28. “Does anyone still believe that cheaper iPhones or more Amazon deliveries of plastic garbage from China are going to make us happy? They haven’t so far.”

    I would suggest O’l Tucker move to 1980’s Yuma for a few months. Then he’ll understand how cheaper iPhones and especially more deliveries of plastic garbage from China have made the people here happier. Its easy to talk about how material possessions are unimportant when you’ve got a lot of them and its easy to get more whenever you want.

    1. Historical materialism is definitely the way to go…

  29. “Freer markets and abundant, affordable imports, have made the average American wealthier than Rockefeller”

    While I agree somewhat with Carlson and somewhat with the author, the above statement is ludicrous on its face. While it is true that average American has access to a vast array of far more sophisticated consumer items than Rockefeller could even dream of in his time, to equate “the average American” with his socioeconomic position is pure stupidity. Hell, most of the alleged 1% aren’t even in his socioeconomic league.

    Rockefeller had the ABILITY to purchase the finest that his era had to offer. While true that it was rudimentary and inferior by today’s standards, at the time it was finest his world had to offer, and Rockefeller could do it with cash.

    Today’s “average American” can and likely does fill his/her home with 60″ flat screen tv’s, iPhones, X-Box’s, etc., (all the better to receive the mind-numbing spectacles of the circuses that will distract him/her) yet these wage slaves purchase these “fabulous” things through credit which further enslaves them to a system designed to keep them shackled.

    Adam Smith wrote The Wealth of Nations, which many claim to be the basis for western capitalism, but he first wrote Moral Sentiments. Without the former, the later will inevitably degenerate into tyranny. Reason argues strictly for the later, someone needs to be arguing for the former. Carlson may be a populist dolt, but at least he is skirting around the edges.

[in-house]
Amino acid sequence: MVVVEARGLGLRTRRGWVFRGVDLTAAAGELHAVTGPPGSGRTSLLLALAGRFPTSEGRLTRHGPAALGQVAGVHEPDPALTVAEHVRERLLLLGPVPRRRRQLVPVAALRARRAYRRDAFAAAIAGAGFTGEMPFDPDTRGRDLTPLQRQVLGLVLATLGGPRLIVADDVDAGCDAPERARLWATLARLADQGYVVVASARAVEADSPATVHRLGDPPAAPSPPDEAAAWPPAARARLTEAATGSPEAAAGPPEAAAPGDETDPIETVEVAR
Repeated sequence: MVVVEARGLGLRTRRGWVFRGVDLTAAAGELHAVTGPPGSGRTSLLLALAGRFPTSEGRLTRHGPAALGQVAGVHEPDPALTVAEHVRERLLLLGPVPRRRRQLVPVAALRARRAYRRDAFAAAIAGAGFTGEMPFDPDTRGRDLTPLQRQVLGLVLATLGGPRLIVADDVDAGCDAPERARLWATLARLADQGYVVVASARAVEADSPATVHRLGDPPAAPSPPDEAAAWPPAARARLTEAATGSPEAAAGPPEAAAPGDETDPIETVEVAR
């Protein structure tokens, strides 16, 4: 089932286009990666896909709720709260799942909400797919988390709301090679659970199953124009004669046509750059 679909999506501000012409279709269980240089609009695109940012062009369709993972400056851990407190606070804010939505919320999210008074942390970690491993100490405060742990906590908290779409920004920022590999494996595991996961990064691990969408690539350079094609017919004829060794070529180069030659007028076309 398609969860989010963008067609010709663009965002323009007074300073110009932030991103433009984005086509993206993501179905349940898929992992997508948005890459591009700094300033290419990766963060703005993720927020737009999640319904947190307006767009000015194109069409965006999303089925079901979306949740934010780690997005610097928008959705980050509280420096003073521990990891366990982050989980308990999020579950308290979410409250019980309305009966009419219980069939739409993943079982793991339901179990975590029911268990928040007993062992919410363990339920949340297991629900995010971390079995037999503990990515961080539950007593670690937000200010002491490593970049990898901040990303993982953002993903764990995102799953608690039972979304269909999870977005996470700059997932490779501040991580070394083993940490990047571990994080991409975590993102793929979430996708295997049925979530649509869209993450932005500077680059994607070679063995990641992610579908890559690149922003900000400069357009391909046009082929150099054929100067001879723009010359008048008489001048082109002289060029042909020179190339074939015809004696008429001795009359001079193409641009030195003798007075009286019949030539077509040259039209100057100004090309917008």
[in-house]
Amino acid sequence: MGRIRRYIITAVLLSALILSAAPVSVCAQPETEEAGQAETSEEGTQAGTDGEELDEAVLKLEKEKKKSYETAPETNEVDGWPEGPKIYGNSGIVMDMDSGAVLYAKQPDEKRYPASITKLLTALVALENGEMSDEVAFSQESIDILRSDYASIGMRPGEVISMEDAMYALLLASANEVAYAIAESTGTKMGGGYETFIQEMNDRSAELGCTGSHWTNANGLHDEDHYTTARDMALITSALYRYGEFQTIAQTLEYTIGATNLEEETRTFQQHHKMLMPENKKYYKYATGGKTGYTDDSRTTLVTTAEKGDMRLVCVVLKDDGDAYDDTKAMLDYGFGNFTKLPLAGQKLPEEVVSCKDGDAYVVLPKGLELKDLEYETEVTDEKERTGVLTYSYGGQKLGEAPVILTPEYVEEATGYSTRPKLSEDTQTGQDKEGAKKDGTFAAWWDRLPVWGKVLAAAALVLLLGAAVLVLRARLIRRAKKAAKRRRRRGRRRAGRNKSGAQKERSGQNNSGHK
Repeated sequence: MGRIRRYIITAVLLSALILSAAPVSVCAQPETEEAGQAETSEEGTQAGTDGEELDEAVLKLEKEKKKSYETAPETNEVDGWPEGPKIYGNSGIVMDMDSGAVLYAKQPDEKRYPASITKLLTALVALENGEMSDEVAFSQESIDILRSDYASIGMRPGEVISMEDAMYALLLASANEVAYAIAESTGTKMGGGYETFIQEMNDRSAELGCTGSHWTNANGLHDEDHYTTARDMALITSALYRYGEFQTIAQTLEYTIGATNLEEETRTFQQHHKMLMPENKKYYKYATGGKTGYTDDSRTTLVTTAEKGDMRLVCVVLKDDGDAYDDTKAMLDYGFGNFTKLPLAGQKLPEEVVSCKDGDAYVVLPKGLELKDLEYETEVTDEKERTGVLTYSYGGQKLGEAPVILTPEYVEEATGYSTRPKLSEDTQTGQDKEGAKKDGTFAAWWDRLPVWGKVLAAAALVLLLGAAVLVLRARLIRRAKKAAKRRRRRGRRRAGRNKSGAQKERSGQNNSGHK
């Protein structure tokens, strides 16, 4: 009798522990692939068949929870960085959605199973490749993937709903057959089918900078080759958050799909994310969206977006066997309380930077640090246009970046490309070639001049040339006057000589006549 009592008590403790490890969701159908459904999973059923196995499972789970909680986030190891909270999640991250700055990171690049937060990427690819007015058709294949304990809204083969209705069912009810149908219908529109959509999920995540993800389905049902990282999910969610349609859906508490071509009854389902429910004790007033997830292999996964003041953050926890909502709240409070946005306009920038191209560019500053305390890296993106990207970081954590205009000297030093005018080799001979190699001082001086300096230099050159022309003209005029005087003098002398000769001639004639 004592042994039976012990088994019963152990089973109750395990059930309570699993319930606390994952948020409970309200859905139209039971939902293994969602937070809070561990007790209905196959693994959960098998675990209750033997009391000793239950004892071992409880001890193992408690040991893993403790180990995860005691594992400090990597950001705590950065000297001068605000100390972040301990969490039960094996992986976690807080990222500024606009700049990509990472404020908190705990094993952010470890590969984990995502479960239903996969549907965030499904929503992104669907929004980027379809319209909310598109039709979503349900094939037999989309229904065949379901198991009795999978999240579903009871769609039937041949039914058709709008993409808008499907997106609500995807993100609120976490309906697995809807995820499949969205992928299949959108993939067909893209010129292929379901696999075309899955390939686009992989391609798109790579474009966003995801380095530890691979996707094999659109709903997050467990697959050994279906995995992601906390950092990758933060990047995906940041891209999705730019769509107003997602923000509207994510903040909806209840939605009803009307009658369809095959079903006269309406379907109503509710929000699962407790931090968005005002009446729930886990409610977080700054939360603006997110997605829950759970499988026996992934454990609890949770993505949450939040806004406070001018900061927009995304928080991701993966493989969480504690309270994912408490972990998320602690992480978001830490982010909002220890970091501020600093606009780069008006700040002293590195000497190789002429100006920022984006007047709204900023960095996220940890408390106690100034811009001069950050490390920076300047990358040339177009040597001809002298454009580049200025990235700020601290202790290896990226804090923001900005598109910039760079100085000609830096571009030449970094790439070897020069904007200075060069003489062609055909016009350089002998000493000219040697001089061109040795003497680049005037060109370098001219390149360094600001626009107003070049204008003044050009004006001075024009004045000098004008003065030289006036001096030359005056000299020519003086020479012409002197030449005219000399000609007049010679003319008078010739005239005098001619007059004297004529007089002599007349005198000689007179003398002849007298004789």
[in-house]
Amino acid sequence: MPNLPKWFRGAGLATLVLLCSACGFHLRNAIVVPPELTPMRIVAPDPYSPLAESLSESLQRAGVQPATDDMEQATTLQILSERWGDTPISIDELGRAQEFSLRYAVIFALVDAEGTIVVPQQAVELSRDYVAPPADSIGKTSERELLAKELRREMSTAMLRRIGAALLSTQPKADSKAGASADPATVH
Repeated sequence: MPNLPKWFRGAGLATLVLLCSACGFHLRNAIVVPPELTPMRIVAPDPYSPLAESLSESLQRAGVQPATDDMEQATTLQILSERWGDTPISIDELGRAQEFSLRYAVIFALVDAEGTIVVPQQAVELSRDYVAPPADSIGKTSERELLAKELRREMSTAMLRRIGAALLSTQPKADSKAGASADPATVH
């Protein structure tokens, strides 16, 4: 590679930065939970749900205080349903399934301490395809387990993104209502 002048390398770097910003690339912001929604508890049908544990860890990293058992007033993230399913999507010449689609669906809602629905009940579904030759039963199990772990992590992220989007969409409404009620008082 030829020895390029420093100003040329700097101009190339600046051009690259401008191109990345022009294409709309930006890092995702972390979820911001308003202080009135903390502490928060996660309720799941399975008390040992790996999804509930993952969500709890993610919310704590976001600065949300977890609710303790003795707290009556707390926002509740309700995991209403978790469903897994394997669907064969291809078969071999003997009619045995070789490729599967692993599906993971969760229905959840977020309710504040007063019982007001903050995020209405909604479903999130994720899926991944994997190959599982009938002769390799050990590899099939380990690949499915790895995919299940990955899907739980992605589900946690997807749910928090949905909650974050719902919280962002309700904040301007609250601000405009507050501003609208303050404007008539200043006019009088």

1. Excellent point.

    2. Tucker’s point on wealth is that it is relative. It doesn’t matter if I have awesome stuff. If you have more awesome stuff than me, your rich. His point is that the disparity of wealth between rich and poor has become too extreme. The rich have way more awesome stuff than the poor and to a greater degree in recent memory than ever before.

      That this cash grab through capitalism is driving the middle class into obscurity, something I in California can personally attest too.

      His overarching point is that republic cannot last with a small ruling class and a large poor class. The poor will vote themselves socialism to “get even’ with the rich. While this wont work, it will create a distructive force that will destabilize a republic.

      If the capitalists want to spare america this horror show, they need to figure some way to grow the middle class.

      …cause capitalism is not working

      1. “His point is that the disparity of wealth between rich and poor has become too extreme.”
        Which is an opinion based on no objective measure; it is bullshit.

        “…cause capitalism is not working”
        More bullshit.
        Fuck off, slaver.

      2. Capitalism doesn’t work because greed doesn’t work.

        The greedy are never satisfied and the oppressed always eventually rise up against them. The days of throwing the oppressed some table scraps are numbered.